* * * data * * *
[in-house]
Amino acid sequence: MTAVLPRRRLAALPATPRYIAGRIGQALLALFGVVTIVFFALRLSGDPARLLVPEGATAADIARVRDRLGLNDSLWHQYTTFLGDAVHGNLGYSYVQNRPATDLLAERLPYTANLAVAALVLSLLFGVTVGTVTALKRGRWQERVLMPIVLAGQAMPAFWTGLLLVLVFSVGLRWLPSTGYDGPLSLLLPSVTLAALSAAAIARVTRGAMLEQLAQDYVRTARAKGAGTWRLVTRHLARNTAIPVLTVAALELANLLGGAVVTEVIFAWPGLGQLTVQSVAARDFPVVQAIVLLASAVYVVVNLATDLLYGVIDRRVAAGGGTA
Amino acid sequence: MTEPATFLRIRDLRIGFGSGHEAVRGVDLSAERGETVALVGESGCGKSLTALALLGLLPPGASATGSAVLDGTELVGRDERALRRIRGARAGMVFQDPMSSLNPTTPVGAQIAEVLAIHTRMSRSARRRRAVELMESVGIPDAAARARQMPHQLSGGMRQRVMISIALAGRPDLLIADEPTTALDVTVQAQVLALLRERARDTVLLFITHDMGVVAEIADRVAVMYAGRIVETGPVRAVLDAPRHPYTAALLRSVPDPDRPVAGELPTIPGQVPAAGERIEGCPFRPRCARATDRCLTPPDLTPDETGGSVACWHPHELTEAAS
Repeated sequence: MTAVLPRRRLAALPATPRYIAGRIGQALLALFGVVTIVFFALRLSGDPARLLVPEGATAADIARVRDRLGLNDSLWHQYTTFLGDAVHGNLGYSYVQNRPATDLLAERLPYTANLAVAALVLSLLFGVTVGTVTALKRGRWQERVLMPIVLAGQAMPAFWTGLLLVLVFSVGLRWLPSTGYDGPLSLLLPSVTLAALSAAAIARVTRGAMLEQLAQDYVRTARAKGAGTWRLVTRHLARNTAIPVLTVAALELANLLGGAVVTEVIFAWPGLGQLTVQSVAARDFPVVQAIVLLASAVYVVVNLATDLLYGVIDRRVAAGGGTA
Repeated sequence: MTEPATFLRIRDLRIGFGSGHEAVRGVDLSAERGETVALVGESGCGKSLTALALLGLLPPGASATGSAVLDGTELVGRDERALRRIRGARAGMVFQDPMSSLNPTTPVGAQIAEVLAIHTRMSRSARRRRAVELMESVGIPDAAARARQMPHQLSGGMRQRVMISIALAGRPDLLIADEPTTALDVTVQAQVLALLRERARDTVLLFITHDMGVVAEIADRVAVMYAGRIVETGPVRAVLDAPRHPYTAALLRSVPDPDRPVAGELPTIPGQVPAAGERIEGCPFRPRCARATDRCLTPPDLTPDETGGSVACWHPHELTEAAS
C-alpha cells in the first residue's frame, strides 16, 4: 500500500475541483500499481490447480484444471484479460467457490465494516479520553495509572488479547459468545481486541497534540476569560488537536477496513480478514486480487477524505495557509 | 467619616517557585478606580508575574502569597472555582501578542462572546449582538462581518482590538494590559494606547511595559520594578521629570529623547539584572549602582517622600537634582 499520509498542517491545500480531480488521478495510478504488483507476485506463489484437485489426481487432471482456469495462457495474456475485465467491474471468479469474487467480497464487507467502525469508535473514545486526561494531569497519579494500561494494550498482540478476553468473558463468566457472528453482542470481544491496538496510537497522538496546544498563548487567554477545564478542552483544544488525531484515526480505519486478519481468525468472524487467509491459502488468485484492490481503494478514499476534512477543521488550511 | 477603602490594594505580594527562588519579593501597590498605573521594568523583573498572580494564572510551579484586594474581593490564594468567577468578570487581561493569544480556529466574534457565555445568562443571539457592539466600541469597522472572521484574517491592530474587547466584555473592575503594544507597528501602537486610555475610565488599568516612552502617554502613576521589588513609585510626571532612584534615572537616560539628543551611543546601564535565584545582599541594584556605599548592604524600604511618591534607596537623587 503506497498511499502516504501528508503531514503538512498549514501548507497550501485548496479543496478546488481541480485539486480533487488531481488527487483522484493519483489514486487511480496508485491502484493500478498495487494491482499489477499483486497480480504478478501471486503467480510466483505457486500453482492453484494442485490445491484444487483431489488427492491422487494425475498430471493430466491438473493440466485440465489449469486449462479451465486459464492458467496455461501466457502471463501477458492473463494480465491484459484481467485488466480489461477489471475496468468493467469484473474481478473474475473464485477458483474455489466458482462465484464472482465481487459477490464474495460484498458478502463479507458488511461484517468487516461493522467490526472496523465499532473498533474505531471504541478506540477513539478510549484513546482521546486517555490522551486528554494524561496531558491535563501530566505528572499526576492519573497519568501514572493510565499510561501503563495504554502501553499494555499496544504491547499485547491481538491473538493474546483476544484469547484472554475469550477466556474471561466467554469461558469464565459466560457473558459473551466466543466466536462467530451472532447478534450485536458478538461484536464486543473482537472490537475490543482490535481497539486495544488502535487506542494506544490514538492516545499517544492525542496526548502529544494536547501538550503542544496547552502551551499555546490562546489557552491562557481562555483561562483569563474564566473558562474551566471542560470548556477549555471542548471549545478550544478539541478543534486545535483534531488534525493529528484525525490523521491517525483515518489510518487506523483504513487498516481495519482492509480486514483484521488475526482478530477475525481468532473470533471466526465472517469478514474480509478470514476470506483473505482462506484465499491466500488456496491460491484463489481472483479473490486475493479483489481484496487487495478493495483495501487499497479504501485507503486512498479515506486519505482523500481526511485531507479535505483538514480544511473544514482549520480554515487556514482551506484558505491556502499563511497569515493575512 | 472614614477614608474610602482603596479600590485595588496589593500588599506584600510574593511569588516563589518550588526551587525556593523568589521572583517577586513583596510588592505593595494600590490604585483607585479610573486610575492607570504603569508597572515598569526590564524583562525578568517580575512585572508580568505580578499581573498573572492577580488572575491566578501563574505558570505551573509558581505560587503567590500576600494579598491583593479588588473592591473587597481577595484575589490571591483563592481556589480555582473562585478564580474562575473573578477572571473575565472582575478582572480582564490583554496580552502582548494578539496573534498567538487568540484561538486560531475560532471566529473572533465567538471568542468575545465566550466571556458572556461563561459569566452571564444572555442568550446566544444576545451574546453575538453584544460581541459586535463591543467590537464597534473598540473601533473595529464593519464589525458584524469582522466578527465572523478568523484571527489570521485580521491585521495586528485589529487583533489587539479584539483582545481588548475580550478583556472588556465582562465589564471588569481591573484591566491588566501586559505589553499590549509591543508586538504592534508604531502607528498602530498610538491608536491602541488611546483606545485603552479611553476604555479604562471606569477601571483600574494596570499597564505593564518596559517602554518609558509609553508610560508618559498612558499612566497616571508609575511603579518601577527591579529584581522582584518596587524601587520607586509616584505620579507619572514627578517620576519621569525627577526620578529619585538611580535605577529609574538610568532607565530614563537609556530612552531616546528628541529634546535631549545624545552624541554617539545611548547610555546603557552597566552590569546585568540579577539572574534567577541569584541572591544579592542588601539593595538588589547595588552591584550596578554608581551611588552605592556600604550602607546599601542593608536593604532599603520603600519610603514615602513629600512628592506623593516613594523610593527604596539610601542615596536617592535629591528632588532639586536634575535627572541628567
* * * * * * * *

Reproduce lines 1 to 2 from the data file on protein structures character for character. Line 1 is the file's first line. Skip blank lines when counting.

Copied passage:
[in-house]
Amino acid sequence: MTAVLPRRRLAALPATPRYIAGRIGQALLALFGVVTIVFFALRLSGDPARLLVPEGATAADIARVRDRLGLNDSLWHQYTTFLGDAVHGNLGYSYVQNRPATDLLAERLPYTANLAVAALVLSLLFGVTVGTVTALKRGRWQERVLMPIVLAGQAMPAFWTGLLLVLVFSVGLRWLPSTGYDGPLSLLLPSVTLAALSAAAIARVTRGAMLEQLAQDYVRTARAKGAGTWRLVTRHLARNTAIPVLTVAALELANLLGGAVVTEVIFAWPGLGQLTVQSVAARDFPVVQAIVLLASAVYVVVNLATDLLYGVIDRRVAAGGGTA